This does, however, attempt to ignore constant size factors like:
      
              kmalloc(4 * 1024, gfp)
      
      though any constants defined via macros get caught up in the conversion.
      
      Any factors with a sizeof() of "unsigned char", "char", and "u8" were
      dropped, since they're redundant.
      
      The tools/ directory was manually excluded, since it has its own
      implementation of kmalloc().
      
      The Coccinelle script used for this was:
      
      // Fix redundant parens around sizeof().
      @@
      type TYPE;
      expression THING, E;
      @@
      
      (
        kmalloc(
      -	(sizeof(TYPE)) * E
      +	sizeof(TYPE) * E
        , ...)
      |
        kmalloc(
      -	(sizeof(THING)) * E
      +	sizeof(THING) * E
        , ...)
      )
      
      // Drop single-byte sizes and redundant parens.
      @@
      expression COUNT;
      typedef u8;
      typedef __u8;
      @@
      
      (
        kmalloc(
      -	sizeof(u8) * (COUNT)
      +	COUNT
        , ...)
      |
        kmalloc(
      -	sizeof(__u8) * (COUNT)
      +	COUNT
        , ...)
      |
        kmalloc(
      -	sizeof(char) * (COUNT)
      +	COUNT
        , ...)
      |
        kmalloc(
      -	sizeof(unsigned char) * (COUNT)
      +	COUNT
        , ...)
      |
        kmalloc(
      -	sizeof(u8) * COUNT
      +	COUNT
        , ...)
      |
        kmalloc(
      -	sizeof(__u8) * COUNT
      +	COUNT
        , ...)
      |
        kmalloc(
      -	sizeof(char) * COUNT
      +	COUNT
        , ...)
      |
        kmalloc(
      -	sizeof(unsigned char) * COUNT
      +	COUNT
        , ...)
      )
      
      // 2-factor product with sizeof(type/expression) and identifier or constant.
      @@
      type TYPE;
      expression THING;
      identifier COUNT_ID;
      constant COUNT_CONST;
      @@
      
      (
      - kmalloc
      + kmalloc_array
        (
      -	sizeof(TYPE) * (COUNT_ID)
      +	COUNT_ID, sizeof(TYPE)
        , ...)
      |
      - kmalloc
      + kmalloc_array
        (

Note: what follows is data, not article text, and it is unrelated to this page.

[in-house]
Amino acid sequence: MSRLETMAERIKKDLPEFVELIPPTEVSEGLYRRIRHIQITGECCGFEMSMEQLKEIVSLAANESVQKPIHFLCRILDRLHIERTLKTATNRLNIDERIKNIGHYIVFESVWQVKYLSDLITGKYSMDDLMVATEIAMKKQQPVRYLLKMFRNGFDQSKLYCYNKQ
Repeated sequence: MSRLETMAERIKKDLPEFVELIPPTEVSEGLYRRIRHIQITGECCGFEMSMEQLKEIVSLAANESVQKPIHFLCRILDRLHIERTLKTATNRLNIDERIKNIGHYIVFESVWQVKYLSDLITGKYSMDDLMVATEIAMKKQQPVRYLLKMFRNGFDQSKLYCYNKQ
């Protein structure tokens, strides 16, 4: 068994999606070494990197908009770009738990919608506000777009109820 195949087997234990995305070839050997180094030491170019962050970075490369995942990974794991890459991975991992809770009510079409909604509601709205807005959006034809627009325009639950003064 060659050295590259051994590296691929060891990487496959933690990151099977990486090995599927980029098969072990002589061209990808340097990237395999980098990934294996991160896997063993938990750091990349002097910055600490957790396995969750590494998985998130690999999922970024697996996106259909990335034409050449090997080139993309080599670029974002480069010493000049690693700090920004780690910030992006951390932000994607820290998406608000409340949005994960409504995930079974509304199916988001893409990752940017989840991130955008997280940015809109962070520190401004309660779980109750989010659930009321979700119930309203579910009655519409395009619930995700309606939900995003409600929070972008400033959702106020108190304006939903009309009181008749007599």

-	sizeof(TYPE) * COUNT_ID
      +	COUNT_ID, sizeof(TYPE)
        , ...)
      |
      - kmalloc
      + kmalloc_array
        (
      -	sizeof(TYPE) * (COUNT_CONST)
      +	COUNT_CONST, sizeof(TYPE)
        , ...)
      |
      - kmalloc
      + kmalloc_array
        (
      -	sizeof(TYPE) * COUNT_CONST
      +	COUNT_CONST, sizeof(TYPE)
        , ...)
      |
      - kmalloc
      + kmalloc_array
        (
      -	sizeof(THING) * (COUNT_ID)
      +	COUNT_ID, sizeof(THING)
        , ...)
      |
      - kmalloc
      + kmalloc_array
        (
      -	sizeof(THING) * COUNT_ID
      +	COUNT_ID, sizeof(THING)
        , ...)
      |
      - kmalloc
      + kmalloc_array
        (
      -	sizeof(THING) * (COUNT_CONST)
      +	COUNT_CONST, sizeof(THING)
        , ...)
      |
      - kmalloc
      + kmalloc_array
        (
      -	sizeof(THING) * COUNT_CONST
      +	COUNT_CONST, sizeof(THING)
        , ...)
      )
      
      // 2-factor product, only identifiers.
      @@
      identifier SIZE, COUNT;
      @@
      
      - kmalloc
      + kmalloc_array
        (
      -	SIZE * COUNT
      +	COUNT, SIZE
        , ...)
      
      // 3-factor product with 1 sizeof(type) or sizeof(expression), with
      // redundant parens removed.
      @@
      expression THING;
      identifier STRIDE, COUNT;
      type TYPE;
      @@
      
      (
        kmalloc(
      -	sizeof(TYPE) * (COUNT) * (STRIDE)
      +	array3_size(COUNT, STRIDE, sizeof(TYPE))
        , ...)
      |
        kmalloc(
      -	sizeof(TYPE) * (COUNT) * STRIDE
      +	array3_size(COUNT, STRIDE, sizeof(TYPE))
        , ...)
      |
        kmalloc(
      -	sizeof(TYPE) * COUNT * (STRIDE)
      +	array3_size(COUNT, STRIDE, sizeof(TYPE))
        , ...)
      |
        kmalloc(
      -	sizeof(TYPE) * COUNT * STRIDE
      +	array3_size(COUNT, STRIDE, sizeof(TYPE))
        , ...)
      |
        kmalloc(
      -	sizeof(THING) * (COUNT) * (STRIDE)
      +	array3_size(COUNT, STRIDE, sizeof(THING))
        , ...)
      |
        kmalloc(